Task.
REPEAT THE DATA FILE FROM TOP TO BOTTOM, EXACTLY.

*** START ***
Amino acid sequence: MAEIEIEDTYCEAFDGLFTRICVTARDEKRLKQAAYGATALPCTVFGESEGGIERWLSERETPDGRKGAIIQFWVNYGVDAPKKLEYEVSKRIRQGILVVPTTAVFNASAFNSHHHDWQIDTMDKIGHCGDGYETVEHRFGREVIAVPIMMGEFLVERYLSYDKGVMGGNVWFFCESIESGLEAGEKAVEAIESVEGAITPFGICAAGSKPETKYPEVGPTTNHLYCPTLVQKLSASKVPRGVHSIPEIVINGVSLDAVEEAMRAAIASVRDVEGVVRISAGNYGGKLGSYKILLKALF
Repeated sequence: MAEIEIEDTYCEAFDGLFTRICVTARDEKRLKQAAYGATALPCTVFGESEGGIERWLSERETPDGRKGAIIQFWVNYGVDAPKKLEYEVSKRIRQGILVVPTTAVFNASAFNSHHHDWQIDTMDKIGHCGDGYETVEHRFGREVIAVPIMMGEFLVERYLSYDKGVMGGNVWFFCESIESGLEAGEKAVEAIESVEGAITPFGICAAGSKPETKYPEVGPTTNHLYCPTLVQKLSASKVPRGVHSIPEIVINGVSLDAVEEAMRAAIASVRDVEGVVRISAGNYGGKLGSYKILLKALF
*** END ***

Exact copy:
Amino acid sequence: MAEIEIEDTYCEAFDGLFTRICVTARDEKRLKQAAYGATALPCTVFGESEGGIERWLSERETPDGRKGAIIQFWVNYGVDAPKKLEYEVSKRIRQGILVVPTTAVFNASAFNSHHHDWQIDTMDKIGHCGDGYETVEHRFGREVIAVPIMMGEFLVERYLSYDKGVMGGNVWFFCESIESGLEAGEKAVEAIESVEGAITPFGICAAGSKPETKYPEVGPTTNHLYCPTLVQKLSASKVPRGVHSIPEIVINGVSLDAVEEAMRAAIASVRDVEGVVRISAGNYGGKLGSYKILLKALF
Repeated sequence: MAEIEIEDTYCEAFDGLFTRICVTARDEKRLKQAAYGATALPCTVFGESEGGIERWLSERETPDGRKGAIIQFWVNYGVDAPKKLEYEVSKRIRQGILVVPTTAVFNASAFNSHHHDWQIDTMDKIGHCGDGYETVEHRFGREVIAVPIMMGEFLVERYLSYDKGVMGGNVWFFCESIESGLEAGEKAVEAIESVEGAITPFGICAAGSKPETKYPEVGPTTNHLYCPTLVQKLSASKVPRGVHSIPEIVINGVSLDAVEEAMRAAIASVRDVEGVVRISAGNYGGKLGSYKILLKALF